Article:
WI: (www.drivemomovement.org) DRIVE is a very powerful case of oppressed  peoples directly affected in the bowels (not even the belly) of the beast  organizing themselves. It was founded by Haramia and other brothas on the  row in Texas. It is organized across racial lines, which is fairly unheard  of in prisons. DRIVE is committed to nonviolently opposing the death penalty  in all its manifestations. They protest not just their own death sentences,  but those of people across this country.

 

This has taken the form of hunger strikes, the last of which went from  October of 2006 to January of 2007, a three month strike. Haramia spoke of  that when I went to visit him, saying how difficult it was to see these men  turn into walking skeletons. But they feel that they can not in good  conscience go along with the death penalty, with all its contradictions, the  overall racism and classism of who is issued the death penalty, and the  inherent inhumanity of taking a person’s life.

 

They also have on their website a memorial to the people who refused to  “walk,” that is, when their death sentence came time, they refused to go  along with the program and walk to the death chamber. Haramia said they  refuse to be led like cattle to the slaughter, that as human beings, it is  an inherent desire to want to continue to live, and that each person who  refuses to walk is engaging in an act of civil disobedience.

 

A recent really exciting development with DRIVE is that they have expanded  to include a chapter from women on death row in Pennsylvania. This is such a  powerful step because these women are organizing and mobilizing themselves,  and also because there is so little discourse about women in prison, let  alone women on death row.

 

HB: Are there any appeals left, or any other grounds to stop the execution?

 

WI: Haramia has one appeal left, back in Texas state court. But they have  never granted an appeal. And there is one more push, to ask Governor Perry  for clemency, this from a governor who has never granted clemency. Haramia’s  lawyer has filed the appeal and feels it is strong.

 

HB: What can people do to support Haramia right now?

 

WI: I can’t stress enough how vital public pressure is right now for  Haramia’s case. There needs to be a public outcry that there is no question  in this case, everyone agrees that he did not pull the trigger, he never  even touched the gun. He is being sentenced to die for driving a car, and  that should outrage every single person that hears it.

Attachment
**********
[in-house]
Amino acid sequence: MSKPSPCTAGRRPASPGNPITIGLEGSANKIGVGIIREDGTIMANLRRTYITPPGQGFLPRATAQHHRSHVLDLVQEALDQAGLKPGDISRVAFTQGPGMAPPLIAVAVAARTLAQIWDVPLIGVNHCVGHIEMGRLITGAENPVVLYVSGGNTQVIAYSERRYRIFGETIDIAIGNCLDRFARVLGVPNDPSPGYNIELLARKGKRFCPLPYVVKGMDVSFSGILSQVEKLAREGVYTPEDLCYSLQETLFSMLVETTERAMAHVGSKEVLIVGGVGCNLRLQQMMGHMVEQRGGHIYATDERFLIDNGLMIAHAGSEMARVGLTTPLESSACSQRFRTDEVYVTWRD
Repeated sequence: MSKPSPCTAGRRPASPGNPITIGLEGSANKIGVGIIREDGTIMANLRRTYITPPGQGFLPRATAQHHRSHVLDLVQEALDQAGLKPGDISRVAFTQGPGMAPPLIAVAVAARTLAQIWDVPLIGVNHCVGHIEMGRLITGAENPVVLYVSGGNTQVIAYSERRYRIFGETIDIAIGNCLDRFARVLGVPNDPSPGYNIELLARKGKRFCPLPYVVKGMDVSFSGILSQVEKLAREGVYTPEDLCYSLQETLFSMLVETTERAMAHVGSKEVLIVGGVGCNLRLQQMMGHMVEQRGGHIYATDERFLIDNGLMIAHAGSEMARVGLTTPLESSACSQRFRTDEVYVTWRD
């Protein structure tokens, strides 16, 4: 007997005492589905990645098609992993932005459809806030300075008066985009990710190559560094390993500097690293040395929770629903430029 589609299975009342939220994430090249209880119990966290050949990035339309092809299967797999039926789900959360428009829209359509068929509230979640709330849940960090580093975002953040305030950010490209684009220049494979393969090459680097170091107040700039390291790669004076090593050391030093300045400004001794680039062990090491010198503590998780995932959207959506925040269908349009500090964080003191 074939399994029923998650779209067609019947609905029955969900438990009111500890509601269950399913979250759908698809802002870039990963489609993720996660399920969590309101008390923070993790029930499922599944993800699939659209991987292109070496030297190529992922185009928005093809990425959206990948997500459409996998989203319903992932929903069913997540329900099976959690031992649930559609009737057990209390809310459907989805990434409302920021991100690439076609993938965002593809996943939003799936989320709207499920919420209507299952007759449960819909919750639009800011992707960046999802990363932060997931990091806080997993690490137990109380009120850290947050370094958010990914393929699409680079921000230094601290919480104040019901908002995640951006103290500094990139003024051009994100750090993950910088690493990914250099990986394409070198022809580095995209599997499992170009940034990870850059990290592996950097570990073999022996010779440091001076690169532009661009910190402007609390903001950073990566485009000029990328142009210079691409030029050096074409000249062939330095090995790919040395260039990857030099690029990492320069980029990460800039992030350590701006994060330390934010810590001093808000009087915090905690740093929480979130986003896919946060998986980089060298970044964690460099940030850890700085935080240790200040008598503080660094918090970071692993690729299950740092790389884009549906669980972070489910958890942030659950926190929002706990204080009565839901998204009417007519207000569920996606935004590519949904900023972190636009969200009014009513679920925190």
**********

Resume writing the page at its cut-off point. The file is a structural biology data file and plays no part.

We’re asking folks to write letters to Governor Perry: Office of the Governor P.O. Box 12428 Austin, Texas 78711-2428

 

To log onto his website www.freekenneth.com and sign the online petition,  and to spread the word as far as possible to people. We have to act now  while this brotha is still here with us. I know that I, personally, am  heartsick at losing people in this struggle.

 

HB: Anything you’d like to add…

 

WI: One of the most powerful things about DRIVE is that it shows that for  as powerless as the system tries to convince each of us, that it is simply  not true. These men on death row, locked down in the heart of the biggest  state killing apparatus in the world, who are supposed to be completely at  the mercy of the DOC, instead are reclaiming their power and taking stands.  When I am feeling depressed and hopeless, I think of all those struggling  where we are told everyday struggle is impossible. I think of those who  should be so warped by their circumstances, but instead are more human than  those who keep them in captivity. I think of these people who make something  out of nothing, and I know that not only can all of us go on, we must.

 

 

 

Hans Bennett (insubordination.blogspot.com) is A Philadelphia journalist and  co-founder of Journalists for Mumia, whose new website is Abu-Jamal-News.com